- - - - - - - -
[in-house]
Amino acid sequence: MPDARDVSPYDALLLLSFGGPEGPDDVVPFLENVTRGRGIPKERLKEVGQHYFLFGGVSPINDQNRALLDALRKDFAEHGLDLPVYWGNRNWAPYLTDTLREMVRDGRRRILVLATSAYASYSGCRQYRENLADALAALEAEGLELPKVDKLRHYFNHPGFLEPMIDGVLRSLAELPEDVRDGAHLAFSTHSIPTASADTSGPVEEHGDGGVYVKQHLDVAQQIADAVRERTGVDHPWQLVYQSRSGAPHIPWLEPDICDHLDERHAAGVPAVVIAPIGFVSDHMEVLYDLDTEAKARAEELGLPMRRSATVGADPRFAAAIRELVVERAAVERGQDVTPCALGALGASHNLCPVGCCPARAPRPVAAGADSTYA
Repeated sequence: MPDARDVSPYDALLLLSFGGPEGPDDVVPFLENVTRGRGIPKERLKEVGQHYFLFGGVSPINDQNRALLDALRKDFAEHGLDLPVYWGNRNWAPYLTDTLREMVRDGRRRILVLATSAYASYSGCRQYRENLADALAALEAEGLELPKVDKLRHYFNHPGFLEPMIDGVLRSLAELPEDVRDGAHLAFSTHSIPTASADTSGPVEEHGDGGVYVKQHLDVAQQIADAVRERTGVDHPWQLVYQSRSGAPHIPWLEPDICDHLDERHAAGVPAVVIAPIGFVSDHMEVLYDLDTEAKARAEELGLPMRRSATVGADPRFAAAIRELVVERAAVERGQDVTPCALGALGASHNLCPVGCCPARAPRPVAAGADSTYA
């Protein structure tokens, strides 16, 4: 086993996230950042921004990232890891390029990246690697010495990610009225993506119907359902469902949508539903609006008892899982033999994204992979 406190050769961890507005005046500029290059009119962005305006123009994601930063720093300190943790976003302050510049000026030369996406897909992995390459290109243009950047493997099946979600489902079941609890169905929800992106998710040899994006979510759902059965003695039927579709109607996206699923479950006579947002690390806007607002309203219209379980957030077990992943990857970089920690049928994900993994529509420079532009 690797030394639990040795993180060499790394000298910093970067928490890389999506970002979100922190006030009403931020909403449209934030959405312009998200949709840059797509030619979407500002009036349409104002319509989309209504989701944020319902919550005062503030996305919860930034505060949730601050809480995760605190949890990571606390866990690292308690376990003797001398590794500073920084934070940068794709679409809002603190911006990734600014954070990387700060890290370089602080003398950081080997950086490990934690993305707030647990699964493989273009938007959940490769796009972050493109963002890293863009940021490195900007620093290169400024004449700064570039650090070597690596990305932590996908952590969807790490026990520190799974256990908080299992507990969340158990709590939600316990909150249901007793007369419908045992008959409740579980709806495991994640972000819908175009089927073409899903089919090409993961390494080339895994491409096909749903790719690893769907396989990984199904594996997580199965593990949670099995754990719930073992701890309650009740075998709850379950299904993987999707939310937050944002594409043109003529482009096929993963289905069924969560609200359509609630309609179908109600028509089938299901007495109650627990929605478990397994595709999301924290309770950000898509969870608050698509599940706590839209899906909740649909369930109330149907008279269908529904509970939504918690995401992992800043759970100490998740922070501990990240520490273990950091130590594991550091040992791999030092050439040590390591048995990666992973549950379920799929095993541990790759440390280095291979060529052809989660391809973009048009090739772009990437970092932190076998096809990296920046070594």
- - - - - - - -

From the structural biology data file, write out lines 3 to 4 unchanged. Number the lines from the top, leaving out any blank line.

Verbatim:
Repeated sequence: MPDARDVSPYDALLLLSFGGPEGPDDVVPFLENVTRGRGIPKERLKEVGQHYFLFGGVSPINDQNRALLDALRKDFAEHGLDLPVYWGNRNWAPYLTDTLREMVRDGRRRILVLATSAYASYSGCRQYRENLADALAALEAEGLELPKVDKLRHYFNHPGFLEPMIDGVLRSLAELPEDVRDGAHLAFSTHSIPTASADTSGPVEEHGDGGVYVKQHLDVAQQIADAVRERTGVDHPWQLVYQSRSGAPHIPWLEPDICDHLDERHAAGVPAVVIAPIGFVSDHMEVLYDLDTEAKARAEELGLPMRRSATVGADPRFAAAIRELVVERAAVERGQDVTPCALGALGASHNLCPVGCCPARAPRPVAAGADSTYA
């Protein structure tokens, strides 16, 4: 086993996230950042921004990232890891390029990246690697010495990610009225993506119907359902469902949508539903609006008892899982033999994204992979 406190050769961890507005005046500029290059009119962005305006123009994601930063720093300190943790976003302050510049000026030369996406897909992995390459290109243009950047493997099946979600489902079941609890169905929800992106998710040899994006979510759902059965003695039927579709109607996206699923479950006579947002690390806007607002309203219209379980957030077990992943990857970089920690049928994900993994529509420079532009 690797030394639990040795993180060499790394000298910093970067928490890389999506970002979100922190006030009403931020909403449209934030959405312009998200949709840059797509030619979407500002009036349409104002319509989309209504989701944020319902919550005062503030996305919860930034505060949730601050809480995760605190949890990571606390866990690292308690376990003797001398590794500073920084934070940068794709679409809002603190911006990734600014954070990387700060890290370089602080003398950081080997950086490990934690993305707030647990699964493989273009938007959940490769796009972050493109963002890293863009940021490195900007620093290169400024004449700064570039650090070597690596990305932590996908952590969807790490026990520190799974256990908080299992507990969340158990709590939600316990909150249901007793007369419908045992008959409740579980709806495991994640972000819908175009089927073409899903089919090409993961390494080339895994491409096909749903790719690893769907396989990984199904594996997580199965593990949670099995754990719930073992701890309650009740075998709850379950299904993987999707939310937050944002594409043109003529482009096929993963289905069924969560609200359509609630309609179908109600028509089938299901007495109650627990929605478990397994595709999301924290309770950000898509969870608050698509599940706590839209899906909740649909369930109330149907008279269908529904509970939504918690995401992992800043759970100490998740922070501990990240520490273990950091130590594991550091040992791999030092050439040590390591048995990666992973549950379920799929095993541990790759440390280095291979060529052809989660391809973009048009090739772009990437970092932190076998096809990296920046070594």